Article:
The NCAA said it obtained documents from a Memphis car dealership showing that Lang purchased a 2000 Ford Expedition for $36,959 on Nov. 15, 1999. The records showed he made a $5,000 down payment and was to make 60 payments of $744 each. Margaret Everett, an elementary school teacher from Jackson, Miss., testified last week that Lang paid her $15,000 in a cashier's check and money orders to purchase a late model Chevrolet Impala in early 2000.

Kirk also was supposed to receive a car in the deal, but when Lang never provided him with money to buy one, Kirk revealed the scheme to reporters from the Memphis Commercial Appeal. In December 2000, Kirk pleaded guilty to one count of racketeering conspiracy and was sentenced to six months in a halfway house and three years' probation. He still teaches in Memphis but has been banned from coaching.

"It was modern day slave trading," Kirk said last year. "Lang cared nothing about Albert and his family."

The prosecution convinced the jury that Lang's unaccounted funds came from Young. According to court records, Lang reported wages of about $58,000 on his 1999 federal tax return and about $54,000 in 2000. But Lang amended those tax returns last year, adding $75,000 in unreported income for each year.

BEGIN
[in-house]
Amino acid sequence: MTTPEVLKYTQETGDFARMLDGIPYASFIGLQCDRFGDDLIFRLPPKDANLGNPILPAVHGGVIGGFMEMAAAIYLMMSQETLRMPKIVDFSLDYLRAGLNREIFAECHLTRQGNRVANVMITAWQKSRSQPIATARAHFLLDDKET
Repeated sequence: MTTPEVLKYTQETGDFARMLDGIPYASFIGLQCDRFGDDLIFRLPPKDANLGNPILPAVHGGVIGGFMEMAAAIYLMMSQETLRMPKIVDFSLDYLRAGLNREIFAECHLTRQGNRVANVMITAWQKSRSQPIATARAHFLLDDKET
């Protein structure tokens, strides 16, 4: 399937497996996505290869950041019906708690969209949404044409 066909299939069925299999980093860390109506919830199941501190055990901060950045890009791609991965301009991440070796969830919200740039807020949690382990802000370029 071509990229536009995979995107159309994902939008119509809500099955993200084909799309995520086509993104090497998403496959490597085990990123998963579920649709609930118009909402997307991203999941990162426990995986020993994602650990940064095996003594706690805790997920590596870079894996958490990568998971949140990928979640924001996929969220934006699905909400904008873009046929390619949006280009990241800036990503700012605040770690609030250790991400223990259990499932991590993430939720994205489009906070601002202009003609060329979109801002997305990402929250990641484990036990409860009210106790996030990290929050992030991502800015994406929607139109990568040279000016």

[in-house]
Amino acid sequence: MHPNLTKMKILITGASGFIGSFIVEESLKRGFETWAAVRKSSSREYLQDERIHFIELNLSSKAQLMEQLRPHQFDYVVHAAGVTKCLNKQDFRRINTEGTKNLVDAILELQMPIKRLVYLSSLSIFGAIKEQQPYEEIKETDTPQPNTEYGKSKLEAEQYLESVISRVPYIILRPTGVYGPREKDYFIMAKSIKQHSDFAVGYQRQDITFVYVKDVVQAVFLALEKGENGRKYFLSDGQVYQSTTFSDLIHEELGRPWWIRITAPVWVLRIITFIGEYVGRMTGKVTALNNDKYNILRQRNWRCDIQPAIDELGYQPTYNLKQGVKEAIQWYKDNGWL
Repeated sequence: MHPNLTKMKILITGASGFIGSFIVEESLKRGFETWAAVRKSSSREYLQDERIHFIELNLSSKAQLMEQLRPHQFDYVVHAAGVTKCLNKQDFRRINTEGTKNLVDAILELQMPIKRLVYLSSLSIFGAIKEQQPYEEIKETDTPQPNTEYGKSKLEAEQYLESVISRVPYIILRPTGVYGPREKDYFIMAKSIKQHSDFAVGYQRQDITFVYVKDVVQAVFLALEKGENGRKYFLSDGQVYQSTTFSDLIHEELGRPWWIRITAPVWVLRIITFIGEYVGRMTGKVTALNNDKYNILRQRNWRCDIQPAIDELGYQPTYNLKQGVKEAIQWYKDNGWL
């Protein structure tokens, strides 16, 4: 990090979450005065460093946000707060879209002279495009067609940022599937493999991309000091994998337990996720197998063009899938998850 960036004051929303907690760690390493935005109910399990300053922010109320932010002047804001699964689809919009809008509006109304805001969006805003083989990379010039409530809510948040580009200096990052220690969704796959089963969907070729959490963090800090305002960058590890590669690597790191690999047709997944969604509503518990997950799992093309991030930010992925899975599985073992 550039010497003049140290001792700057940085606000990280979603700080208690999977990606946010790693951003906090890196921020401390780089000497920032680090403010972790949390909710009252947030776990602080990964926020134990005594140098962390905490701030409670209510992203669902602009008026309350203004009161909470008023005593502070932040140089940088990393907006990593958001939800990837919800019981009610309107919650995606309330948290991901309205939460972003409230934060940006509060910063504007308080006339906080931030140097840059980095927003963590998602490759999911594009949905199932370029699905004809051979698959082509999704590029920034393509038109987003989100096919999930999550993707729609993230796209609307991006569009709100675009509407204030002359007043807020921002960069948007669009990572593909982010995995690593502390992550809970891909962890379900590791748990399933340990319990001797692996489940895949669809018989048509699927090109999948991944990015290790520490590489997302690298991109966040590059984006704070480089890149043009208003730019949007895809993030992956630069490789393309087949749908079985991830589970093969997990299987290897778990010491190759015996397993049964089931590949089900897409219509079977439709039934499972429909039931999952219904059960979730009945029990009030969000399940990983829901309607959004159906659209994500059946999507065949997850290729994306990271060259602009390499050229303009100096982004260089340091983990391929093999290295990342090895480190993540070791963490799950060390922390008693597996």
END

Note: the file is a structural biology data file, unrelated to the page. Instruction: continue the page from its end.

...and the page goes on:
Also, Godwin presented bank records that showed Young made 64 withdrawals from a checking account, totaling about $291,000, during the 15-month period that Means was being recruited. On 13 occasions, the documents showed, Lang made a deposit into his checking account on the same day or next business day. On April 14, 2000, for instance, about two months after Means signed to play for Alabama, Young made two withdrawals totaling $13,000. On April 17, 2000, the next banking business day, Lang made an $8,000 deposit.

Lang made a $1,700 deposit on Jan. 18, 2000, three days before he and Means made an official visit to the Alabama campus, and a $1,500 deposit on Jan. 25, two days after they returned to Memphis. Prosecutors also introduced telephone records from June 2000 to February 2001 showing 49 calls between phones belonging to Young and Lang.

The University of Kentucky also paid to get involved in the recruiting of Means, according to the NCAA. Lang demanded $6,000 from former Wildcats recruiting coordinator Claude Bassett in order for Means to visit the Kentucky campus. When Means and his coaches arrived in Lexington, the NCAA said, a booster delivered the $6,000 payoff. Kentucky was placed on three years' probation for the NCAA violations.

During testimony last week, Duke Clement, a real estate developer from Memphis, said Young boasted of buying two other high school players from Memphis for the Crimson Tide -- defensive linemen Kindal Moorehead and David Paine. Clement told the jury that Young said he paid former Melrose High School coach Tim Thompson $25,000 to ensure Moorehead signed with Alabama; $500 for Paine.

"It's a case about people who didn't have money and wanted money," Jerry Kitchen, another U.S. assistant district attorney prosecuting the case, told the jury Wednesday. "It's about a man who had money and could buy what he wants. Money corrupts people, and people with money can corrupt those who want it."